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Tenants Evacuated From Unstable Harlem Building

By DNAinfo Staff on March 9, 2012 11:20am

By Trevor Kapp and Wil Cruz

DNAinfo Staff

HARLEM — Dozens of tenants were evacuated from their apartments Friday morning while firefighters checked the stability of their building, fire officials said.

Residents at 3750 Broadway were rousted just after 9 a.m. after the FDNY got a call about broken joists in a row of apartments in the six-story building, officials said. A joist is a supporting beam that holds up ceilings.

"I was sleeping and they came banging on the door. I thought it was a fire," said Gary Garcia, 30, who lives on the second floor.

Firefighters rushed him out of the building.

"They asked, 'Do you have anywhere else to stay because you can't be here,'" Garcia added. "They said, 'The building slanted over more, and it's moving.'"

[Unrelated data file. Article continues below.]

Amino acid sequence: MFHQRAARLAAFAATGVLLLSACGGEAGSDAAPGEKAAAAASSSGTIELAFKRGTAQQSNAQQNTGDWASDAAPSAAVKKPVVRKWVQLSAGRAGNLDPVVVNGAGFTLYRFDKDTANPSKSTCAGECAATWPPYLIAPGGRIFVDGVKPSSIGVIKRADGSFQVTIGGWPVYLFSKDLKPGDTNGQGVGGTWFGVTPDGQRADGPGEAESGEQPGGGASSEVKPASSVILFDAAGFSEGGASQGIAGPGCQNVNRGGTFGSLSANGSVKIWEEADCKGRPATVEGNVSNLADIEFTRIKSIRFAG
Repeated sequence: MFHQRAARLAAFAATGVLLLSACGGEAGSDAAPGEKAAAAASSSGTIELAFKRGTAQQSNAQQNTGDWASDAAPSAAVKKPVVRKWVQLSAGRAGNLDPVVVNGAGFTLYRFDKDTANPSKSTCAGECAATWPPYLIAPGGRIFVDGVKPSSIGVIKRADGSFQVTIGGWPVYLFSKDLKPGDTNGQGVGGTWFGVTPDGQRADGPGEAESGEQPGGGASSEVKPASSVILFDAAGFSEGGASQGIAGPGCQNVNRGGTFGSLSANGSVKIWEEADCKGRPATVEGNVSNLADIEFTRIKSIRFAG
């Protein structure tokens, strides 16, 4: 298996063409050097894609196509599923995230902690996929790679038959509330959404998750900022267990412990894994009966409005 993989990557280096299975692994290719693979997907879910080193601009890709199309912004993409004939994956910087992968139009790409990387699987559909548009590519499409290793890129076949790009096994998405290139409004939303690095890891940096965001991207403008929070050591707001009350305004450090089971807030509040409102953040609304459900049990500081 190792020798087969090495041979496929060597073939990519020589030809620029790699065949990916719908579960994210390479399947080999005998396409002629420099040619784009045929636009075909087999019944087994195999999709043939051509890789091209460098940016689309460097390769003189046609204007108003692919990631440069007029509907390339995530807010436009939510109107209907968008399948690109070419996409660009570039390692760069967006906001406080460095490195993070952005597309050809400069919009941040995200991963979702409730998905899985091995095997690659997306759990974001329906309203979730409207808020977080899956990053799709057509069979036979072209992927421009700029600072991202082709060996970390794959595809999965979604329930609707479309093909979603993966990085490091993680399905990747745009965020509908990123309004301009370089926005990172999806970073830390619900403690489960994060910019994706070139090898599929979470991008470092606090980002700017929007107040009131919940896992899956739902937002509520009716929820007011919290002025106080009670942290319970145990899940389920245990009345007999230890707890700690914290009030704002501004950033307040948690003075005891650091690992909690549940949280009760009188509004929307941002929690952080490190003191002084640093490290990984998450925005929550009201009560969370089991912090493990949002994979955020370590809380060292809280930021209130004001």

There were no reported injuries, an FDNY spokesman said.

Some tenants were allowed back into the building to collect some of their things, but it wasn't immediately clear when they'd be allowed back in permanently.

The Department of Buildings did not have any immediate information about the structural damage. On its website, a complaint states that an inspector is "reporting broke joists in apts 41 and apt 51."

"The broken joist are in the bathroom, concerned about the structure stability," the complaint read.

Garcia said the stability of the building has been a recurring problem.

"We had to put up wood beams to keep the ceiling from coming down. It's pretty dangerous," he said. "We've had fires, but nothing like this."

The American Red Cross of Greater New York was on scene to help residents from at least five apartments were who forced out of their homes, said spokesman Michael Devulpillieres.

"We are there to make sure that people displaced and not allowed to go back have a place to stay tonight," Devulpillieres said.

If the tenants aren't allowed back in the apartments Friday night, the organization can put them up in a local hotel for up to three nights, and provide referrels for long-term housing plans if the displacement goes beyond that, he said.